Wednesday, Dec. 5
THERE WILL BE NO FERMILAB ILC R&D MEETING THIS WEEK
DIRECTOR'S COFFEE BREAK - 2nd Flr X-Over
Fermilab Colloquium - One West
Speaker: C. Quigg, Fermilab
Thursday, Dec. 6
Theoretical Physics Seminar - Curia II (NOTE TIME)
Speaker: M. Quirós, IFAE Barcelona
Title: Hidden Sector Effects on Electroweak Symmetry Breaking
CANCELLED: ALCPG ILC Physics and Detector Seminar - West Wing, WH-10NW
Speaker: N. Graf, Stanford Linear Accelerator Center
Title: Reconstruction Issues for the SiD Simulations
DIRECTOR'S COFFEE BREAK - 2nd Flr X-Over
THERE WILL BE NO ACCELERATOR PHYSICS AND TECHNOLOGY SEMINAR TODAY
Click here for NALCAL,
a weekly calendar with links to additional information.
Wednesday, Dec. 5
- Vegetable beef
- Fish & chips
- Smart cuisine: grill salmon
- Country fried steak w/pepper gravy
- Beef & cheddar panini w/sauteed onions
- Assorted slice pizza
- Cavatappi pasta w/Italian sausage & tomato ragu
Wilson Hall Cafe Menu
Wednesday, Dec. 5
- Seafood cannelloni
- Caesar salad
- Chocolate espresso parfait
Thursday, Dec. 6
- Pasta carbonnada
- Veal saltimbocca
- Sautéed spinach and pine nuts w/lemon zest
- Hazelnut & pear soufflé
Chez Leon Menu
Call x4598 to make your reservation.
Use extra caution
On this snowy day:
- Drive slowly. Leave extra time and distance to brake.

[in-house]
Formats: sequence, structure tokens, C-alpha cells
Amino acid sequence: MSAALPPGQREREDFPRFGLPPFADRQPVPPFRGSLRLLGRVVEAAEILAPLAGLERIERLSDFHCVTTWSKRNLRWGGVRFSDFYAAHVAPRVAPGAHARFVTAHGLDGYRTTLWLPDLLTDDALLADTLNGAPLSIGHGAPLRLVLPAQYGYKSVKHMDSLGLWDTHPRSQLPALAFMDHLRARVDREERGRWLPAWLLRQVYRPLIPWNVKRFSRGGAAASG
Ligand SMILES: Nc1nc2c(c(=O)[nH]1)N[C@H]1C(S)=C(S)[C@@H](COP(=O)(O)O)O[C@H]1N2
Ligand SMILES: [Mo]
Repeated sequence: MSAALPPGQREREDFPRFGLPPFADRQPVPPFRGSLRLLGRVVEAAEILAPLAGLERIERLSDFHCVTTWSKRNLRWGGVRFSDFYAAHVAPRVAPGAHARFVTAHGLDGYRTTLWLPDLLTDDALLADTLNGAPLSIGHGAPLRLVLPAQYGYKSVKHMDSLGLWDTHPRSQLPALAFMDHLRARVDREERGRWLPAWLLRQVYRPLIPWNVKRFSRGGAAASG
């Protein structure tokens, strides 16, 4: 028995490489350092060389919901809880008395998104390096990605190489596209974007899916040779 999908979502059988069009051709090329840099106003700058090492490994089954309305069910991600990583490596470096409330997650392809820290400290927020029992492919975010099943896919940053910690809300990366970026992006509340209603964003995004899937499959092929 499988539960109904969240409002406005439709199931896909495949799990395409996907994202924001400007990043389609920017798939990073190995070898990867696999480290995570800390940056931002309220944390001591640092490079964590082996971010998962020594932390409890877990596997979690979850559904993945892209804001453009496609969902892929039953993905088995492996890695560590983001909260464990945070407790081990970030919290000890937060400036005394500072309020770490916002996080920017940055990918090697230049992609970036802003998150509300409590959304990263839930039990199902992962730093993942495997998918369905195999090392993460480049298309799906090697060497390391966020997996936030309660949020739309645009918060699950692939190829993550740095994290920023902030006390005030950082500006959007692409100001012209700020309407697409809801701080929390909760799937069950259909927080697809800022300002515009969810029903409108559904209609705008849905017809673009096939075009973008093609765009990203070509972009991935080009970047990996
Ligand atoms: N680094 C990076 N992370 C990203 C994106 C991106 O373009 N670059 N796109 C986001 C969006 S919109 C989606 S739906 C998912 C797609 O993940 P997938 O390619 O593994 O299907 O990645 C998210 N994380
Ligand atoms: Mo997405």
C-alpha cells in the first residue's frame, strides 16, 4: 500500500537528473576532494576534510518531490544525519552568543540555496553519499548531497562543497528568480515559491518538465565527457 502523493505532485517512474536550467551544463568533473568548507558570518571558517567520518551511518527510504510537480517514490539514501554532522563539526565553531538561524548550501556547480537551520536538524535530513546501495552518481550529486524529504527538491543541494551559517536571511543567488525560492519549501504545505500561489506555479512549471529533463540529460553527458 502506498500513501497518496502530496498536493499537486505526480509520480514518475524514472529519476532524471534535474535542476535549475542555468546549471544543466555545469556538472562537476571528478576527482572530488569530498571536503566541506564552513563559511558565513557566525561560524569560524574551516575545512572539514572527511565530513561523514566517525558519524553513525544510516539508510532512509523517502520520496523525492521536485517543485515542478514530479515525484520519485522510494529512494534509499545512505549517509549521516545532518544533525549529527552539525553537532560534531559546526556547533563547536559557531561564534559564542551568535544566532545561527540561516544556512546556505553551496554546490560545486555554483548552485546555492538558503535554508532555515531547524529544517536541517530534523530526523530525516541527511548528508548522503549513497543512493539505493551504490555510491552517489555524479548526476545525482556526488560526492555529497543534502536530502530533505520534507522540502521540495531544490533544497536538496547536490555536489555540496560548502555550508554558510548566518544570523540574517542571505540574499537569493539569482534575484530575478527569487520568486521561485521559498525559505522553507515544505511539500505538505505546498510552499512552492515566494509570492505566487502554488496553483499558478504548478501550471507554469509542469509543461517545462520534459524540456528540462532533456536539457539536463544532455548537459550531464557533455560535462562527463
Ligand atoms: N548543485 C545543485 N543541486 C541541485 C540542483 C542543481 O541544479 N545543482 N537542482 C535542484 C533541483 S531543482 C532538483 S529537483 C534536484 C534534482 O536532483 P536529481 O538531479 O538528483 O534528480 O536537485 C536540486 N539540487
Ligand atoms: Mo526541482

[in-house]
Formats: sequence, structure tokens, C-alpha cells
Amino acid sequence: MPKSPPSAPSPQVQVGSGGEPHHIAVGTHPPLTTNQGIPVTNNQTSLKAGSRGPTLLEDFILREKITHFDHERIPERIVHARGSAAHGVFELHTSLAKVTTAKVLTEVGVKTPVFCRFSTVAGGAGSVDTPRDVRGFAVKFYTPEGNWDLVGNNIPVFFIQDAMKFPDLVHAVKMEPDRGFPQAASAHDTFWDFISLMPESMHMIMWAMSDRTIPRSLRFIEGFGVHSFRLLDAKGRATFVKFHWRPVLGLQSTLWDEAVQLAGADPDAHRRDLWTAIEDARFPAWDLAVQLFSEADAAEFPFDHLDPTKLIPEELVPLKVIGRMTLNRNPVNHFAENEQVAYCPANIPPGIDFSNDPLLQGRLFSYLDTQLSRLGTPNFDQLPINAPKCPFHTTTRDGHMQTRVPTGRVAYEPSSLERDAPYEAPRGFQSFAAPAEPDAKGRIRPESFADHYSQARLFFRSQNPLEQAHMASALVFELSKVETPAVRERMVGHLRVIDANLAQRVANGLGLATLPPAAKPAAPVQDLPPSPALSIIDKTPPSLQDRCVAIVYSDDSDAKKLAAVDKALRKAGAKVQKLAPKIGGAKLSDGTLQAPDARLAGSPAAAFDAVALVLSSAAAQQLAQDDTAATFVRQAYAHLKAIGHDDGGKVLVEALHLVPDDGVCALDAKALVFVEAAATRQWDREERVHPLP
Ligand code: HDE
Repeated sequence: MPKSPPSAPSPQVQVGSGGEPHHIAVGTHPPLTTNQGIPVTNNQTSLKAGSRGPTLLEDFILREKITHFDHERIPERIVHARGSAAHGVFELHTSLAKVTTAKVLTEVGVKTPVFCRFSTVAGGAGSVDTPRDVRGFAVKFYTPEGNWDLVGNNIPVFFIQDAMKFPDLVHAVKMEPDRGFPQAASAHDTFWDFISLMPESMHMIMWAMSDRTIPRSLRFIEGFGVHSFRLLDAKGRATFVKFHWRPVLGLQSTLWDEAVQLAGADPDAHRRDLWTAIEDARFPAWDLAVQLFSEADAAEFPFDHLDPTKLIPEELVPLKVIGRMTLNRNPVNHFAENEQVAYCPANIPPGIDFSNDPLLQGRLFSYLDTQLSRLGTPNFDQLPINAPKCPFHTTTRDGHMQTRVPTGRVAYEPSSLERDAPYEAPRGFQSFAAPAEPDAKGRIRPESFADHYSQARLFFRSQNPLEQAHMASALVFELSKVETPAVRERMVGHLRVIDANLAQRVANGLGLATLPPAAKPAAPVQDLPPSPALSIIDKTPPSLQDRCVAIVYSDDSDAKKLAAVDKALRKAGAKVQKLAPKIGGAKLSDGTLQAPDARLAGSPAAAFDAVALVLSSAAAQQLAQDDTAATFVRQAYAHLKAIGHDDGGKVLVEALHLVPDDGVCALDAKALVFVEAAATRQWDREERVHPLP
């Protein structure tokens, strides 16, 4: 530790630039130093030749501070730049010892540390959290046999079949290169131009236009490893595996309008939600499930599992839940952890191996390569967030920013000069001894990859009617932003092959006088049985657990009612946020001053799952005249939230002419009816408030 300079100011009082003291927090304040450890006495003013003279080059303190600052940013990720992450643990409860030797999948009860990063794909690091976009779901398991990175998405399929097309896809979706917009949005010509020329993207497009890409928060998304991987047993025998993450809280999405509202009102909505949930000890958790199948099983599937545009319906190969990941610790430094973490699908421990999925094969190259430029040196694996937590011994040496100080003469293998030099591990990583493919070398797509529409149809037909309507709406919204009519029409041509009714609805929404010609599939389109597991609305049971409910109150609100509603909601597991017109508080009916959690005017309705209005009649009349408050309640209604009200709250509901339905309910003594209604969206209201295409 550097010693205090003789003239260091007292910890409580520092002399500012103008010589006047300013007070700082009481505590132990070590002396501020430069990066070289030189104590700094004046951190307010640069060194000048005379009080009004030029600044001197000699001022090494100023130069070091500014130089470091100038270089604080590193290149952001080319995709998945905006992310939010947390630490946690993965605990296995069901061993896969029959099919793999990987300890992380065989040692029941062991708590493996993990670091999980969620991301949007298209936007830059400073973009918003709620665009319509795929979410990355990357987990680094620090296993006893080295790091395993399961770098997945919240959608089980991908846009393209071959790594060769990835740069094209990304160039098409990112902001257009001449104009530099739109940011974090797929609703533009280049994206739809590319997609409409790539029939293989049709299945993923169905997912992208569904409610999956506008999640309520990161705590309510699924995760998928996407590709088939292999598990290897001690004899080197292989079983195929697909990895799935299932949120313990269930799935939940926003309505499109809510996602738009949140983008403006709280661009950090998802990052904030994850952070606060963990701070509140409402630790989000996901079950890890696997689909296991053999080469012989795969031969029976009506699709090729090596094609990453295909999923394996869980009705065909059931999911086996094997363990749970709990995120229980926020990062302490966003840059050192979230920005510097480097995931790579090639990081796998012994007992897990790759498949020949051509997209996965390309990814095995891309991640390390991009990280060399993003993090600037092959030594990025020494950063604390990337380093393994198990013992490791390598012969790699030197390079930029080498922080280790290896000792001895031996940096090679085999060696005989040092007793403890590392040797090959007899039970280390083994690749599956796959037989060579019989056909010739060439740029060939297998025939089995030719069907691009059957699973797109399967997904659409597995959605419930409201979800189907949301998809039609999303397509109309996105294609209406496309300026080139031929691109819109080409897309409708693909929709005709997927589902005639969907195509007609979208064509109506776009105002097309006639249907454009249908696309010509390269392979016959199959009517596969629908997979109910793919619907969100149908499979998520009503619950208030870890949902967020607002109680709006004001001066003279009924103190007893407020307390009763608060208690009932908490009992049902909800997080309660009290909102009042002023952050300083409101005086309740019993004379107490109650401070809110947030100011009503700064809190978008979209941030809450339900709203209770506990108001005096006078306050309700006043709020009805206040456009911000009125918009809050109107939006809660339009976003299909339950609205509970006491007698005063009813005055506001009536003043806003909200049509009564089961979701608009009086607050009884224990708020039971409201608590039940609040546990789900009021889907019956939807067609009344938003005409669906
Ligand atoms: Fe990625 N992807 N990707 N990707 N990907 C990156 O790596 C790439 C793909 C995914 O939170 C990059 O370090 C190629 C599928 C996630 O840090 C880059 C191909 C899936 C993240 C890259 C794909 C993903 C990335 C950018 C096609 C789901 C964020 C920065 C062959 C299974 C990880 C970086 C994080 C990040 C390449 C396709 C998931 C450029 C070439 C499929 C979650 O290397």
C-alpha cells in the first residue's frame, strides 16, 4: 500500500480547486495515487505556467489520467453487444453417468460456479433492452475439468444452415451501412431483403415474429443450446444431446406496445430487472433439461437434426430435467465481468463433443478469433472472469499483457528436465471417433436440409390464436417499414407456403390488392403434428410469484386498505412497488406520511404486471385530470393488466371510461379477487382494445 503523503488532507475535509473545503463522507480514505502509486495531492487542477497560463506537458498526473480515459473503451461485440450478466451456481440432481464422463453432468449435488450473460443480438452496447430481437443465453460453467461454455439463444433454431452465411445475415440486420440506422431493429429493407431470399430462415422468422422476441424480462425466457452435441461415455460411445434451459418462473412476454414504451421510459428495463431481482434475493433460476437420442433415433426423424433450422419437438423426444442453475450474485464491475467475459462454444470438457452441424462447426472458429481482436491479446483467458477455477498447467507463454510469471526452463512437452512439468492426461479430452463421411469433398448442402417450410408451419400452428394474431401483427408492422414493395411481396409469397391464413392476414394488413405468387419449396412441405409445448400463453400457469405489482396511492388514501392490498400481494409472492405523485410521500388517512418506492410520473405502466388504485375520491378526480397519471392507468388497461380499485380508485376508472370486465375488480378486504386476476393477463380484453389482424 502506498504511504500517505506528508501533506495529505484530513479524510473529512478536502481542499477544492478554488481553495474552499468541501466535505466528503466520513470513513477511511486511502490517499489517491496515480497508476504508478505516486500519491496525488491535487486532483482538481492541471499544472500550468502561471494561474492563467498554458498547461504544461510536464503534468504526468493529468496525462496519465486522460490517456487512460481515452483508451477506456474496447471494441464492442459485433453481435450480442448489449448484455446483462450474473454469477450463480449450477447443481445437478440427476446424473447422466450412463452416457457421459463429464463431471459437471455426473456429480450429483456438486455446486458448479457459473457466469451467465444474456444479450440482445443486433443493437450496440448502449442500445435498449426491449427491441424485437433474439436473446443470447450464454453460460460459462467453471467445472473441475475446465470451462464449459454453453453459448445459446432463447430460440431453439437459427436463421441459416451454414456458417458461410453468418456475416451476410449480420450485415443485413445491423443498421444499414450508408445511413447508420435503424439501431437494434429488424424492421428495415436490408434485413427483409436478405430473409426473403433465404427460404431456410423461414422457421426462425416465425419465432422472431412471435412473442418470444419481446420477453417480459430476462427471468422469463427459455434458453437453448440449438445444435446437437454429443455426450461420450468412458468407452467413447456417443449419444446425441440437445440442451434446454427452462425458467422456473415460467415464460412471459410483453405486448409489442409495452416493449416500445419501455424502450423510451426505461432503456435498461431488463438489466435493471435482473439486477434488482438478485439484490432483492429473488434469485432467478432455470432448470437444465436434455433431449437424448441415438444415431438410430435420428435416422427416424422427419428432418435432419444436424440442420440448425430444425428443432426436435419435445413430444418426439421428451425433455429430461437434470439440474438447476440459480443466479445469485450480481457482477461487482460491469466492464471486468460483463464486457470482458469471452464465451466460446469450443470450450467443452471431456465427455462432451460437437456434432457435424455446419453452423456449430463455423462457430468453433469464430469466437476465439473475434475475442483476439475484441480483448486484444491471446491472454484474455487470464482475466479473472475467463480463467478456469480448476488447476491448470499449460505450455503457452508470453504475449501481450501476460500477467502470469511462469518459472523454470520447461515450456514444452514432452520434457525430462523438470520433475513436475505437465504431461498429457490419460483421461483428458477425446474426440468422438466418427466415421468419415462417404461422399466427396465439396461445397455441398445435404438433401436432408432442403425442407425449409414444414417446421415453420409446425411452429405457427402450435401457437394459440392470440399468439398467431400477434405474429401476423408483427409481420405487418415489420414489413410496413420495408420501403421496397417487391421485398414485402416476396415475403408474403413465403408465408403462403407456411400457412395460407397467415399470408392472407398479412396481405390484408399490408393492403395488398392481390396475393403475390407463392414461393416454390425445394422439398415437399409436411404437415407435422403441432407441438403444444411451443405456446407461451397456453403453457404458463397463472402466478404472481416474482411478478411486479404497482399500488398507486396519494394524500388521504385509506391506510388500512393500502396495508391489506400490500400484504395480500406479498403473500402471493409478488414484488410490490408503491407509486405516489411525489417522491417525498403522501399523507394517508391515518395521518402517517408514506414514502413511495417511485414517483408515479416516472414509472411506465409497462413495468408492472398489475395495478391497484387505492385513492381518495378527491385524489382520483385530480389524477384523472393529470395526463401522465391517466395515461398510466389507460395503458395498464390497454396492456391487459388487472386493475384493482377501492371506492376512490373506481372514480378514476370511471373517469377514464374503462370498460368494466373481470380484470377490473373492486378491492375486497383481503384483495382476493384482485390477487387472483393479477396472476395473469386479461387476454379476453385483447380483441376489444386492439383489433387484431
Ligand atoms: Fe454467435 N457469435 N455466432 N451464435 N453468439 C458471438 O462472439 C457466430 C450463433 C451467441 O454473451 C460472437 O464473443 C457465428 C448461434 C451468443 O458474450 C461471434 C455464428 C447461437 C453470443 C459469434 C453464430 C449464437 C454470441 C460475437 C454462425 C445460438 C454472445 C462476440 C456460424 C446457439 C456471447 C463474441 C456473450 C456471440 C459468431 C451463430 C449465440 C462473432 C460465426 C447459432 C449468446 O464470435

- Be sure of your footing when you get out of your car.
- Walk slowly and take small steps.
We are likely to have dangerous icing conditions in walkways and parking lots today, tonight and tomorrow morning. The ground temperature under the snow was warm enough overnight to keep the first layer of snow warm and slushy. When snow plows scrape the pavement, the wet layer left at the surface freezes quickly in the cold. The temperatures are expected to drop all day today and tonight's low is expected to be in the single digits. These cold temps will make deicing materials ineffective. In places that we can not get salt to, such as in between parked cars, dangerous icing will result. Employees should exercise extreme caution while walking on paved surfaces during these conditions.
Nancy Grossman leads NOvA through review process
Fermilab's NOvA project has reached an important moment: If the NOvA team is able to garner the support of its external reviewers, the project could receive construction money as early as February. If anyone has the right combination of skills to make NOvA's case, it is Nancy Grossman.